Dear Friends and Neighbors,
We have now been in session just over one month, with 72 days remaining to finish the people's work. Here's an update from the Capitol.
Snowstorm closes Capitol
For the first time in 26 years, an intense storm dropping nearly two feet of snow in the Puget Sound region all but closed the Legislature Monday. Committee hearings were canceled and only a few staff were on hand to help legislators who stayed in Olympia, unable to return home to their districts.
Committee hears missing and murdered indigenous women bill
Despite the snowstorm, representatives from Native American tribes throughout Washington state came to testify on House Bill 1713 on Tuesday. This is the legislation I introduced that would establish two intergovernmental tribal liaison positions within the Washington State Patrol (WSP) to assist in helping to investigate missing and murdered indigenous women in our state.
The legislation builds on progress we made with this issue from the measure I passed last year — House Bill 2951 — which brought WSP and other government agencies together with tribal organizations to study and identify the issue of missing Native American women in Washington state.
Among those testifying in support was Earth-Feather Sovereign, a member of the Confederated Tribes of the Colville Reservation, who worked with me on both of these bills. You can watch her testimony here.
House approves tax-saving inspector bill
I'm pleased to report the House unanimously approved a bill I authored that would reduce costs to taxpayers.
The measure would allow inspections of factory-build housing and commercial structures built out of state to be performed by inspectors other than those from the Department of Labor and Industries (L&I).
L&I has been sending its inspectors overseas for as much as a month at a time at significant cost to the taxpayers. The agency regulates factory-assembled structures, such as mobile homes, manufactured homes, recreational vehicles and other structures. L&I inspectors check the standards on these structures before they are brought in to Washington state.
The bill would implement a better way to do this at a cost savings to taxpayers. Rather than sending L&I inspectors to the out-of-state/overseas site, the measure would allow the agency to delegate its inspection duties to a qualified inspection agency that is closer to where the structures are built. This would assure standards are met in a more cost-efficient manner and save you, the consumer, when purchasing these structures.
In the photo above, I asked members in the House for their support of the bill. It is now under consideration in the Senate Labor and Commerce Committee.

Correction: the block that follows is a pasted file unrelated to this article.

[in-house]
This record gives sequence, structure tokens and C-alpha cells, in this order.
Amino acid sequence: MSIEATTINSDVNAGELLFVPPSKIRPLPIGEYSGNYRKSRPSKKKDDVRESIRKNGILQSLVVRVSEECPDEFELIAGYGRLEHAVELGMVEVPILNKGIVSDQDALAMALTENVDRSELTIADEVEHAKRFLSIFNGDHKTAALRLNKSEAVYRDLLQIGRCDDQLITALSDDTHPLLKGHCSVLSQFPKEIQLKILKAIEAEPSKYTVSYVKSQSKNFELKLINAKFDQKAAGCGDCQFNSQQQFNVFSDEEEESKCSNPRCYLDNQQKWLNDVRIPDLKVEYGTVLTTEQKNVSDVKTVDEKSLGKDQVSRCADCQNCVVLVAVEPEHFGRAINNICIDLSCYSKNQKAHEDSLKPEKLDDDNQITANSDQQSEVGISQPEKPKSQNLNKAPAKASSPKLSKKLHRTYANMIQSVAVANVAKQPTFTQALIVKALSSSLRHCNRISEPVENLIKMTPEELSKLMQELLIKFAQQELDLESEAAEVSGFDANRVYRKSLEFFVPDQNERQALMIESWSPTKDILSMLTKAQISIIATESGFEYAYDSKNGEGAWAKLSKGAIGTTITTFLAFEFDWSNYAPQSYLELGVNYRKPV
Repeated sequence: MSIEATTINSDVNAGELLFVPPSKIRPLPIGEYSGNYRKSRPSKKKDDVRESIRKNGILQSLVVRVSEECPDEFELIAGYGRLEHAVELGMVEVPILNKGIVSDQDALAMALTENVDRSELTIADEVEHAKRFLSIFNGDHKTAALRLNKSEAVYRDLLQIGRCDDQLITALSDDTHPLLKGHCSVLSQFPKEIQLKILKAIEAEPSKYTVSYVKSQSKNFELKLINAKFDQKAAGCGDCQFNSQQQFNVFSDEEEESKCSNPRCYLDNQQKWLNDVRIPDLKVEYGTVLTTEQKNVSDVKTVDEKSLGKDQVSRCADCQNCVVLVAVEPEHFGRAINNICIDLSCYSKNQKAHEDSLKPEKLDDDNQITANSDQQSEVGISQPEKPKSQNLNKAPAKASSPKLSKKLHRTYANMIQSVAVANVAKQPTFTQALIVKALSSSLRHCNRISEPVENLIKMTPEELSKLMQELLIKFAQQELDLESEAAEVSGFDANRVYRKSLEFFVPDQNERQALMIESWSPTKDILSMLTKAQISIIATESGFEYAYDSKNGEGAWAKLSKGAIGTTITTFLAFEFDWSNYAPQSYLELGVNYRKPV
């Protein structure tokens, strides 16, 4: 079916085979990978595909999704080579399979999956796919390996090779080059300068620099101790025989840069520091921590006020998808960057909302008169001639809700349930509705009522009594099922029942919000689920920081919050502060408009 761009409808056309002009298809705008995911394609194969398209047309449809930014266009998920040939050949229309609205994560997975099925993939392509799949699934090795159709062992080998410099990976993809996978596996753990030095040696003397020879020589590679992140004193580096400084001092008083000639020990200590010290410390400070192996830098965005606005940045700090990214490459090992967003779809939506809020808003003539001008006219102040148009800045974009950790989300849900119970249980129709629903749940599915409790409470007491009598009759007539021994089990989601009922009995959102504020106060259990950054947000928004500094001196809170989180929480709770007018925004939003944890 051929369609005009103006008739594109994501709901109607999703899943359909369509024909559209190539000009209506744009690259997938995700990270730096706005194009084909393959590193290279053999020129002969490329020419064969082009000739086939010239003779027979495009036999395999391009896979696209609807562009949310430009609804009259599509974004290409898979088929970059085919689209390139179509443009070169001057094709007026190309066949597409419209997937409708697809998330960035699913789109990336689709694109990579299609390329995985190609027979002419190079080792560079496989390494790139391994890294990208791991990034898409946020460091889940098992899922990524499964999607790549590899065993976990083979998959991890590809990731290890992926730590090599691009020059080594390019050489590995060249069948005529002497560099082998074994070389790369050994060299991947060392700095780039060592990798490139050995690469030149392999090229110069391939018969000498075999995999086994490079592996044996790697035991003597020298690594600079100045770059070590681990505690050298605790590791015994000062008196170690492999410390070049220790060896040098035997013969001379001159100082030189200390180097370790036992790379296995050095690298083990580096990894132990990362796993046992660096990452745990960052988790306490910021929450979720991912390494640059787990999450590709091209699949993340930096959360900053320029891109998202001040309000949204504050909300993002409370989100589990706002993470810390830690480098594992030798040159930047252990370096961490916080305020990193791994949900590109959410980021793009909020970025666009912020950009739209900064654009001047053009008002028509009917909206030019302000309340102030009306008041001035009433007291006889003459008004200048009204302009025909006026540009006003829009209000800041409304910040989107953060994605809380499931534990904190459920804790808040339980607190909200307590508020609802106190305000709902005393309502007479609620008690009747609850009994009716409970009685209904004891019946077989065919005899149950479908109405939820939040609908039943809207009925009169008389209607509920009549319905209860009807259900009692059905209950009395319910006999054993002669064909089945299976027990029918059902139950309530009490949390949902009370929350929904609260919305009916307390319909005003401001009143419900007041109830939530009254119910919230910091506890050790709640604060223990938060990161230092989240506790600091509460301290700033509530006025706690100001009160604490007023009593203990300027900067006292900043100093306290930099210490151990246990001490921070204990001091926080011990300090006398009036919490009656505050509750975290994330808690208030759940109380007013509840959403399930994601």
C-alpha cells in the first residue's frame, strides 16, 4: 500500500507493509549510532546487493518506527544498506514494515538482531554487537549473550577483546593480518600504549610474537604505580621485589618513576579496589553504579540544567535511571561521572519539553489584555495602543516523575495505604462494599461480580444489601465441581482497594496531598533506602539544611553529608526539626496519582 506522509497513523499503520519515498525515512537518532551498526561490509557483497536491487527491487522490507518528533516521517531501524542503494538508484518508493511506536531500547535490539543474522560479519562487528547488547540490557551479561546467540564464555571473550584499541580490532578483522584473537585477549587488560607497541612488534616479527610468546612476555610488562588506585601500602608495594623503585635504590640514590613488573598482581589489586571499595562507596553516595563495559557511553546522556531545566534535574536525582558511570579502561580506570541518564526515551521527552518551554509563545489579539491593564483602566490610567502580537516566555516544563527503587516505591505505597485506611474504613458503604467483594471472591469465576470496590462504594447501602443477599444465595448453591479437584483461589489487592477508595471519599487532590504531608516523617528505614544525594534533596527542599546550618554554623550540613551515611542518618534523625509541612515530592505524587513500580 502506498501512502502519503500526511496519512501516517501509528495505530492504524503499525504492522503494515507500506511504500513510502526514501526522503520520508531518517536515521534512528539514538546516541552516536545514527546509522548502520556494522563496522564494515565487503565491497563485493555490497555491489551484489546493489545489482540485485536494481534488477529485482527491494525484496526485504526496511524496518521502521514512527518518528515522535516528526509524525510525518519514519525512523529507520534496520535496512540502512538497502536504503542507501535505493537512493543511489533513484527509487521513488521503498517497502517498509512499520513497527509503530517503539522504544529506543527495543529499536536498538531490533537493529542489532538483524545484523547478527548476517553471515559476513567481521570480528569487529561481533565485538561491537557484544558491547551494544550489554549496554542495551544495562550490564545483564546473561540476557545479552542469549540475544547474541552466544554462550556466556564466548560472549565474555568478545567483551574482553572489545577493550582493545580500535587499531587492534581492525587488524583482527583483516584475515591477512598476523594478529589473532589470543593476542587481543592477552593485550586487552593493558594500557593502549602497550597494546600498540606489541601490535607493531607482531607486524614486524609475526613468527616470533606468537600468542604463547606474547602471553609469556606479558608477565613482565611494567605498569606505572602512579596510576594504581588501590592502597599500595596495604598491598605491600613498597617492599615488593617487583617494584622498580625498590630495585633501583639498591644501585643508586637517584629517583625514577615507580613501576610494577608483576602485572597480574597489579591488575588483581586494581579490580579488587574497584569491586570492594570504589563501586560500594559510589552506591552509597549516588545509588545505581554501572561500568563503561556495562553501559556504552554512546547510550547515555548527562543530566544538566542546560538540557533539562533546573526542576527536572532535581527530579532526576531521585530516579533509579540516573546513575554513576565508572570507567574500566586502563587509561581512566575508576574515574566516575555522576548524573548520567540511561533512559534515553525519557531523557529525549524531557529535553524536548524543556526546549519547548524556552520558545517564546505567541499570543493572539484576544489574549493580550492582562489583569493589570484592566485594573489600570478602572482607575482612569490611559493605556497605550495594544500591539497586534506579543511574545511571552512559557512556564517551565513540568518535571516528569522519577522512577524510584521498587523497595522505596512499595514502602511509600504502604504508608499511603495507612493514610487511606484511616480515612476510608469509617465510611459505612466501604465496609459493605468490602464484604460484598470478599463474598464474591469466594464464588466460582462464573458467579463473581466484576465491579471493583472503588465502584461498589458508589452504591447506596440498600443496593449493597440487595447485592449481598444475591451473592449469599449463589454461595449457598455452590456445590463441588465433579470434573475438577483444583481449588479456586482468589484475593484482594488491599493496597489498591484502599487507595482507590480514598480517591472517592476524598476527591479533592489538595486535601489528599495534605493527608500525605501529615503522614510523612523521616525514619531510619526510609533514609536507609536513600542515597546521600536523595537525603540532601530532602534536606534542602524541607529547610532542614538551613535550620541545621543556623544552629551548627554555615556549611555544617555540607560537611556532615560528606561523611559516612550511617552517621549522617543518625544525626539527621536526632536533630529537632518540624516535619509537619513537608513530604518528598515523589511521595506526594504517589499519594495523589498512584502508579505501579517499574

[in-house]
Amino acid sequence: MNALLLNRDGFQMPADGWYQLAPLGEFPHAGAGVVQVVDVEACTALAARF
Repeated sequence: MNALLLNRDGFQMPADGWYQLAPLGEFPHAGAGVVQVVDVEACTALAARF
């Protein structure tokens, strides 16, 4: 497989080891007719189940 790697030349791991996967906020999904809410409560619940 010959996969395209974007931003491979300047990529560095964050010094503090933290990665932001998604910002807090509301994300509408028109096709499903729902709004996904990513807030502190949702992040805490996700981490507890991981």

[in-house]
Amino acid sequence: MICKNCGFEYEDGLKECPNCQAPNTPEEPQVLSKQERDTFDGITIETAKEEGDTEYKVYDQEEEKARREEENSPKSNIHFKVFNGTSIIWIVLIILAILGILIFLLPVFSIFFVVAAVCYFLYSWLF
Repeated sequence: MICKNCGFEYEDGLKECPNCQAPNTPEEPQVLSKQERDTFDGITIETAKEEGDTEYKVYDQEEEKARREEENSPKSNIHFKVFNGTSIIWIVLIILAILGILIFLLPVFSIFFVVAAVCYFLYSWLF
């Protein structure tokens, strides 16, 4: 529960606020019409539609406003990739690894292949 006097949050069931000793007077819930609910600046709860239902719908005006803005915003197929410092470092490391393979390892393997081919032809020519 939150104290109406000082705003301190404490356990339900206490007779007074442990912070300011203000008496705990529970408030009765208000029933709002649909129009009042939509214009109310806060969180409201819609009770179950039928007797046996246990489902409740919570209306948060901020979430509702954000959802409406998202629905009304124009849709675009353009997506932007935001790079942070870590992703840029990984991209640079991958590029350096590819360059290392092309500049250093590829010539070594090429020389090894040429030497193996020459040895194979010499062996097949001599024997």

More than 1,100 participate in 14th District telephone town hall
I am grateful to all of you who listened and asked questions during the telephone town hall Rep. Chris Corry and I held Tuesday evening. We took questions from callers and more than 300 people took part in our survey questions.
Among the questions: Do you support a capital gains income tax? More than 91 percent of the respondents said “no.” Nearly 80 percent said they do not support legislation that would remove the ability of certain workers, such as hairdressers, construction workers, custodians and others, to be independent contractors. On the issue of whether to remove the personal/philosophical reason by parents to exempt their children from the measles vaccine, more than 50 percent said they do not support removing the exemption and many were undecided.
Our conversations with you and the survey results are helpful to us as we vote on legislation. Again, we thank you!
The Legislature has a series of self-imposed deadlines to keep us progressing, as we only have 105-days in total to finish the work of the people before our scheduled adjournment, April 28.
We are rapidly approaching our first major deadline on Friday, Feb. 22. That's the last day policy bills can be considered in their house of origin. Any of those bills that have not passed their respective committees by that date are considered “dead” for the session. The cutoff for fiscal bills (those that require funding) is one week later, March 1. There are exceptions to the cutoffs, which include bills necessary to implement the budget (known in Olympia as NTIB legislation).
To date, 1,110 bills have been introduced in the House, 975 in the Senate, for a total of 2,085 bills. The cutoffs will considerably winnow down the number of active bills.
Mosbrucker bills – Progress report
This year, I've introduced 17 bills. To date, public hearings have been held on 12 of my bills, and two more are scheduled to be heard within the week. Four of my bills have passed their respective committees. One bill has passed the House of Representatives. Many others are scheduled for a committee vote within the week. You can view all of my prime-sponsored bills and their status here.
Please keep in touch!
As we get closer to taking votes on the House floor, it will be essential to hear from you. You can read the bills scheduled for a vote on the House floor here. Please call, write or email my office with any questions or comments you have on the bills I've listed in this report or pending legislation. My contact information is below. I feel blessed to be your representative in Olympia!
Honored to serve you,